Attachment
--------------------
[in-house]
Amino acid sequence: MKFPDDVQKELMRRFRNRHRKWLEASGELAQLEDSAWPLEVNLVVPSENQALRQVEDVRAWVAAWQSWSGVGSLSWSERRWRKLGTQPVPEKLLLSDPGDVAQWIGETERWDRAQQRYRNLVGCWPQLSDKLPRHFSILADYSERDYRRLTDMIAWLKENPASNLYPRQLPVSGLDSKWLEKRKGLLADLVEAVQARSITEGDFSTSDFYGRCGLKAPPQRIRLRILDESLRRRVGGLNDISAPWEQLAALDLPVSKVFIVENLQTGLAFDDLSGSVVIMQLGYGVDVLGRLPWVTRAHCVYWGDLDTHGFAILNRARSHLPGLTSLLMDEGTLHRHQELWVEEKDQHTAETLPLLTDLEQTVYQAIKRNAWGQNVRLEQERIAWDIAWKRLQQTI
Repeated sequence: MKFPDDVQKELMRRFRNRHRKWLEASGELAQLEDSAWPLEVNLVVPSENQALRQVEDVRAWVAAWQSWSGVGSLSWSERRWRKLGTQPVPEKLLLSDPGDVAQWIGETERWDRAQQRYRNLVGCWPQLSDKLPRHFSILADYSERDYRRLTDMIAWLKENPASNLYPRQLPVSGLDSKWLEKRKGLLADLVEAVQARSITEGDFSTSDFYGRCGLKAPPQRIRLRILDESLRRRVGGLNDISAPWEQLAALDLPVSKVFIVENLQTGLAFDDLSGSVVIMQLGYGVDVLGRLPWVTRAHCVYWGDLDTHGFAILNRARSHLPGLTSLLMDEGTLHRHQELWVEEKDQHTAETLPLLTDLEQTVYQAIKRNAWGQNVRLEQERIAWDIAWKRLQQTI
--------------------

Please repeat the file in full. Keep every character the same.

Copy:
[in-house]
Amino acid sequence: MKFPDDVQKELMRRFRNRHRKWLEASGELAQLEDSAWPLEVNLVVPSENQALRQVEDVRAWVAAWQSWSGVGSLSWSERRWRKLGTQPVPEKLLLSDPGDVAQWIGETERWDRAQQRYRNLVGCWPQLSDKLPRHFSILADYSERDYRRLTDMIAWLKENPASNLYPRQLPVSGLDSKWLEKRKGLLADLVEAVQARSITEGDFSTSDFYGRCGLKAPPQRIRLRILDESLRRRVGGLNDISAPWEQLAALDLPVSKVFIVENLQTGLAFDDLSGSVVIMQLGYGVDVLGRLPWVTRAHCVYWGDLDTHGFAILNRARSHLPGLTSLLMDEGTLHRHQELWVEEKDQHTAETLPLLTDLEQTVYQAIKRNAWGQNVRLEQERIAWDIAWKRLQQTI
Repeated sequence: MKFPDDVQKELMRRFRNRHRKWLEASGELAQLEDSAWPLEVNLVVPSENQALRQVEDVRAWVAAWQSWSGVGSLSWSERRWRKLGTQPVPEKLLLSDPGDVAQWIGETERWDRAQQRYRNLVGCWPQLSDKLPRHFSILADYSERDYRRLTDMIAWLKENPASNLYPRQLPVSGLDSKWLEKRKGLLADLVEAVQARSITEGDFSTSDFYGRCGLKAPPQRIRLRILDESLRRRVGGLNDISAPWEQLAALDLPVSKVFIVENLQTGLAFDDLSGSVVIMQLGYGVDVLGRLPWVTRAHCVYWGDLDTHGFAILNRARSHLPGLTSLLMDEGTLHRHQELWVEEKDQHTAETLPLLTDLEQTVYQAIKRNAWGQNVRLEQERIAWDIAWKRLQQTI